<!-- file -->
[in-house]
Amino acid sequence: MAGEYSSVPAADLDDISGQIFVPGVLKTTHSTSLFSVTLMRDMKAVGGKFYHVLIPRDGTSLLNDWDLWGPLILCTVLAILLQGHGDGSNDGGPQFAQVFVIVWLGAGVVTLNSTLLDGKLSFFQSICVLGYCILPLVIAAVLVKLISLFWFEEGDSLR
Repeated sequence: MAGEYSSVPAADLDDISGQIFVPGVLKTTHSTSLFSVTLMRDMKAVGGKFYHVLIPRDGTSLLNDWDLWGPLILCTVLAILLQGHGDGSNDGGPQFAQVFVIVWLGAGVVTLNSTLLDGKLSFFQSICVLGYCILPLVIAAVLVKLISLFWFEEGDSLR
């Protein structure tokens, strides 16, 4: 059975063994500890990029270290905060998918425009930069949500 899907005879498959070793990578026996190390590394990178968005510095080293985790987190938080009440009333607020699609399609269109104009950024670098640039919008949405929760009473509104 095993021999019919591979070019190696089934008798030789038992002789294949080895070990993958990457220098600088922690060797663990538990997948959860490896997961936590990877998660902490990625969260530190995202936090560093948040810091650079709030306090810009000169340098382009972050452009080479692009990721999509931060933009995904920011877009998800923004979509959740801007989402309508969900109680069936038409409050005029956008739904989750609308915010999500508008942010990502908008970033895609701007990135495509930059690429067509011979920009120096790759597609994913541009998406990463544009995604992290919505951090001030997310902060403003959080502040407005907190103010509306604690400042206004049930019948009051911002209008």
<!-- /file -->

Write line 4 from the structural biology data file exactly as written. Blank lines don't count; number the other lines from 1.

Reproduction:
């Protein structure tokens, strides 16, 4: 059975063994500890990029270290905060998918425009930069949500 899907005879498959070793990578026996190390590394990178968005510095080293985790987190938080009440009333607020699609399609269109104009950024670098640039919008949405929760009473509104 095993021999019919591979070019190696089934008798030789038992002789294949080895070990993958990457220098600088922690060797663990538990997948959860490896997961936590990877998660902490990625969260530190995202936090560093948040810091650079709030306090810009000169340098382009972050452009080479692009990721999509931060933009995904920011877009998800923004979509959740801007989402309508969900109680069936038409409050005029956008739904989750609308915010999500508008942010990502908008970033895609701007990135495509930059690429067509011979920009120096790759597609994913541009998406990463544009995604992290919505951090001030997310902060403003959080502040407005907190103010509306604690400042206004049930019948009051911002209008």